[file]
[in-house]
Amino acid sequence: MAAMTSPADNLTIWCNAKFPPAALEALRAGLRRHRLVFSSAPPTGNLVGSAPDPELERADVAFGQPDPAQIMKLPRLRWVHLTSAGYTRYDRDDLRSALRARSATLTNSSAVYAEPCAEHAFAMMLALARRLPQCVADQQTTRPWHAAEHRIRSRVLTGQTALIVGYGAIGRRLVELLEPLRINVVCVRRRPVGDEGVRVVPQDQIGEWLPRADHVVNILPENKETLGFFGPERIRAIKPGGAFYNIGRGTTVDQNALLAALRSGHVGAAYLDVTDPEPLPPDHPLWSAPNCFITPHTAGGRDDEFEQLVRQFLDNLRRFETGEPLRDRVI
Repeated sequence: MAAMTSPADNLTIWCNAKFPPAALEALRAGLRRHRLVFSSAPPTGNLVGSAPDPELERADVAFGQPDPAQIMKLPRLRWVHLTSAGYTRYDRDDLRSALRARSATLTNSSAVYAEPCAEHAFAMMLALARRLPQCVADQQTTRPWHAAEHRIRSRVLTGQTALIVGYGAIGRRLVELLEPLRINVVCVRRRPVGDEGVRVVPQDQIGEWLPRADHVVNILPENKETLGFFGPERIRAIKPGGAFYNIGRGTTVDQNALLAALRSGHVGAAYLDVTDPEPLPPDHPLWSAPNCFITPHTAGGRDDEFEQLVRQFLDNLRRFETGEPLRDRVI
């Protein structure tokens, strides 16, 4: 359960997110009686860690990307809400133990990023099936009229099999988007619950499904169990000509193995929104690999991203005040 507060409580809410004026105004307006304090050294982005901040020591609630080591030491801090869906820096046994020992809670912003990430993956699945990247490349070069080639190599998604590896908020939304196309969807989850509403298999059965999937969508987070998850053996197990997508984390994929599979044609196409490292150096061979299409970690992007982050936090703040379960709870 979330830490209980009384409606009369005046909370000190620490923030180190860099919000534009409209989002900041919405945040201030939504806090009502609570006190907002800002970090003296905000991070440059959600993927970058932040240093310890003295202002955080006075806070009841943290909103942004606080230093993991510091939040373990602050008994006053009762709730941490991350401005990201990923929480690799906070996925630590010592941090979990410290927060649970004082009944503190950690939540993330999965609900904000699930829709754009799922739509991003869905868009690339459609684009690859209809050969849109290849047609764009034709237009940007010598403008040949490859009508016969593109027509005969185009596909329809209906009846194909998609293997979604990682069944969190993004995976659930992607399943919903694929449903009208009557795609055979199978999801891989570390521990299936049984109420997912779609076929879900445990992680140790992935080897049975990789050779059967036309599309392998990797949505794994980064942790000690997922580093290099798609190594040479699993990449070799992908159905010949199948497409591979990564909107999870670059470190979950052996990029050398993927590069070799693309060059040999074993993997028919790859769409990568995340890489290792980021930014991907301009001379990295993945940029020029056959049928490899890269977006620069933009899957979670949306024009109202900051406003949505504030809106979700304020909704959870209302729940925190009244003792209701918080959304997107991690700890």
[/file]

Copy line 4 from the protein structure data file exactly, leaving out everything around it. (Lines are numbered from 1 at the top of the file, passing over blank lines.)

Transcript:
């Protein structure tokens, strides 16, 4: 359960997110009686860690990307809400133990990023099936009229099999988007619950499904169990000509193995929104690999991203005040 507060409580809410004026105004307006304090050294982005901040020591609630080591030491801090869906820096046994020992809670912003990430993956699945990247490349070069080639190599998604590896908020939304196309969807989850509403298999059965999937969508987070998850053996197990997508984390994929599979044609196409490292150096061979299409970690992007982050936090703040379960709870 979330830490209980009384409606009369005046909370000190620490923030180190860099919000534009409209989002900041919405945040201030939504806090009502609570006190907002800002970090003296905000991070440059959600993927970058932040240093310890003295202002955080006075806070009841943290909103942004606080230093993991510091939040373990602050008994006053009762709730941490991350401005990201990923929480690799906070996925630590010592941090979990410290927060649970004082009944503190950690939540993330999965609900904000699930829709754009799922739509991003869905868009690339459609684009690859209809050969849109290849047609764009034709237009940007010598403008040949490859009508016969593109027509005969185009596909329809209906009846194909998609293997979604990682069944969190993004995976659930992607399943919903694929449903009208009557795609055979199978999801891989570390521990299936049984109420997912779609076929879900445990992680140790992935080897049975990789050779059967036309599309392998990797949505794994980064942790000690997922580093290099798609190594040479699993990449070799992908159905010949199948497409591979990564909107999870670059470190979950052996990029050398993927590069070799693309060059040999074993993997028919790859769409990568995340890489290792980021930014991907301009001379990295993945940029020029056959049928490899890269977006620069933009899957979670949306024009109202900051406003949505504030809106979700304020909704959870209302729940925190009244003792209701918080959304997107991690700890």